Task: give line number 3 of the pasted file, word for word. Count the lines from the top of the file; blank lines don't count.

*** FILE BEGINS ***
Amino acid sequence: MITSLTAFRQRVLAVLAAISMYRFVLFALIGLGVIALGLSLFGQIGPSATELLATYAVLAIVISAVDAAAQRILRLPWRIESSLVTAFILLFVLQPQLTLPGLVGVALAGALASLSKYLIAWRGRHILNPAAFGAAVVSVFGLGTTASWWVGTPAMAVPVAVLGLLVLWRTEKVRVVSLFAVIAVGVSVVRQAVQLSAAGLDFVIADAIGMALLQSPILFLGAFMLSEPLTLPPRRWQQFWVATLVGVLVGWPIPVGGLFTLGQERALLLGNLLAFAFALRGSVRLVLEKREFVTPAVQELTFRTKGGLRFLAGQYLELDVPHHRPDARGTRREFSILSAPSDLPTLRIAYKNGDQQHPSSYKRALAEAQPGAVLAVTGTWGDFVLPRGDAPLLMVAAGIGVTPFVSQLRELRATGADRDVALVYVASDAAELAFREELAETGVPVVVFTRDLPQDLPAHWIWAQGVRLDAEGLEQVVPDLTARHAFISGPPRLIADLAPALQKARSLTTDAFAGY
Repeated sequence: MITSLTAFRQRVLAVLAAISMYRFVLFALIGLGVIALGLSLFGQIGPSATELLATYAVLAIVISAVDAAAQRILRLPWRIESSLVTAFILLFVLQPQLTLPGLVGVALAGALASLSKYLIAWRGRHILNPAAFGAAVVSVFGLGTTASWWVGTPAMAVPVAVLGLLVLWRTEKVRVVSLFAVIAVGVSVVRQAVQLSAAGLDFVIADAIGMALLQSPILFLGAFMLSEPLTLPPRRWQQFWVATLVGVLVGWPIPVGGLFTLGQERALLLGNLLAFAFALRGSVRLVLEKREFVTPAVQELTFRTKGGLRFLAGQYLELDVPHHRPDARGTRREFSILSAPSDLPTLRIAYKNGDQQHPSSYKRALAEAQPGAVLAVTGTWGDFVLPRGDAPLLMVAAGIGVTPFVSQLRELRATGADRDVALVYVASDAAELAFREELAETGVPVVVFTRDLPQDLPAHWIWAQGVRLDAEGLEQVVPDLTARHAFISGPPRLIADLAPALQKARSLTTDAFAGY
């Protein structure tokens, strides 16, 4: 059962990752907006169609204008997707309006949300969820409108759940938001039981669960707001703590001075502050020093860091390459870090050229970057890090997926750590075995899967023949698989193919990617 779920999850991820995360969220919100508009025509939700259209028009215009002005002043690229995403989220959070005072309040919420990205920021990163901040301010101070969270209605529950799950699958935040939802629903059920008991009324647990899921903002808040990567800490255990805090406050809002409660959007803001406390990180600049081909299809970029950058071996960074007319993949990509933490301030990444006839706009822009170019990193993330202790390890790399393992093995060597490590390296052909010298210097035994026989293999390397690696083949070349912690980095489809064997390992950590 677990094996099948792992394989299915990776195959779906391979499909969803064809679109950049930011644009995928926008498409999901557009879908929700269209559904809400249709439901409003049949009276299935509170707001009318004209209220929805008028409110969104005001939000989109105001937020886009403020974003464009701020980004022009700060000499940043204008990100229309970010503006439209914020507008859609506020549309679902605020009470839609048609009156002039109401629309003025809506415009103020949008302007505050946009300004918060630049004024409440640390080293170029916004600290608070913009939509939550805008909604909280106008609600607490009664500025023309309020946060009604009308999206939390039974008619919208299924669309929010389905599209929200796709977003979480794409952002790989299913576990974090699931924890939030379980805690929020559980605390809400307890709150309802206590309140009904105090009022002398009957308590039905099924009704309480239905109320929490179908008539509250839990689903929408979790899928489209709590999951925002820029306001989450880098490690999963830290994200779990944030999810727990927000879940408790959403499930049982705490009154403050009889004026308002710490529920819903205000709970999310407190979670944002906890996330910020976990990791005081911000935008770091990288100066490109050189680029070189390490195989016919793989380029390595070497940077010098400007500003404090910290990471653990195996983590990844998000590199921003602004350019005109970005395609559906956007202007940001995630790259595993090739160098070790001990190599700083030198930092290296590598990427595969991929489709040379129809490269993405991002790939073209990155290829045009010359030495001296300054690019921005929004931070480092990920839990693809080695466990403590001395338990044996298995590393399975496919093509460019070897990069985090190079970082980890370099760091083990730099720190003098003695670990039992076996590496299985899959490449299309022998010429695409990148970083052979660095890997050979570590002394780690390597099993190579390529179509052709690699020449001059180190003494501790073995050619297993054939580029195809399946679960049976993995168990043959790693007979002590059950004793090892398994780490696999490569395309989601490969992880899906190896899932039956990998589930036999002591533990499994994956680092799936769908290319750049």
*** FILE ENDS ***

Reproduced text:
């Protein structure tokens, strides 16, 4: 059962990752907006169609204008997707309006949300969820409108759940938001039981669960707001703590001075502050020093860091390459870090050229970057890090997926750590075995899967023949698989193919990617 779920999850991820995360969220919100508009025509939700259209028009215009002005002043690229995403989220959070005072309040919420990205920021990163901040301010101070969270209605529950799950699958935040939802629903059920008991009324647990899921903002808040990567800490255990805090406050809002409660959007803001406390990180600049081909299809970029950058071996960074007319993949990509933490301030990444006839706009822009170019990193993330202790390890790399393992093995060597490590390296052909010298210097035994026989293999390397690696083949070349912690980095489809064997390992950590 677990094996099948792992394989299915990776195959779906391979499909969803064809679109950049930011644009995928926008498409999901557009879908929700269209559904809400249709439901409003049949009276299935509170707001009318004209209220929805008028409110969104005001939000989109105001937020886009403020974003464009701020980004022009700060000499940043204008990100229309970010503006439209914020507008859609506020549309679902605020009470839609048609009156002039109401629309003025809506415009103020949008302007505050946009300004918060630049004024409440640390080293170029916004600290608070913009939509939550805008909604909280106008609600607490009664500025023309309020946060009604009308999206939390039974008619919208299924669309929010389905599209929200796709977003979480794409952002790989299913576990974090699931924890939030379980805690929020559980605390809400307890709150309802206590309140009904105090009022002398009957308590039905099924009704309480239905109320929490179908008539509250839990689903929408979790899928489209709590999951925002820029306001989450880098490690999963830290994200779990944030999810727990927000879940408790959403499930049982705490009154403050009889004026308002710490529920819903205000709970999310407190979670944002906890996330910020976990990791005081911000935008770091990288100066490109050189680029070189390490195989016919793989380029390595070497940077010098400007500003404090910290990471653990195996983590990844998000590199921003602004350019005109970005395609559906956007202007940001995630790259595993090739160098070790001990190599700083030198930092290296590598990427595969991929489709040379129809490269993405991002790939073209990155290829045009010359030495001296300054690019921005929004931070480092990920839990693809080695466990403590001395338990044996298995590393399975496919093509460019070897990069985090190079970082980890370099760091083990730099720190003098003695670990039992076996590496299985899959490449299309022998010429695409990148970083052979660095890997050979570590002394780690390597099993190579390529179509052709690699020449001059180190003494501790073995050619297993054939580029195809399946679960049976993995168990043959790693007979002590059950004793090892398994780490696999490569395309989601490969992880899906190896899932039956990998589930036999002591533990499994994956680092799936769908290319750049």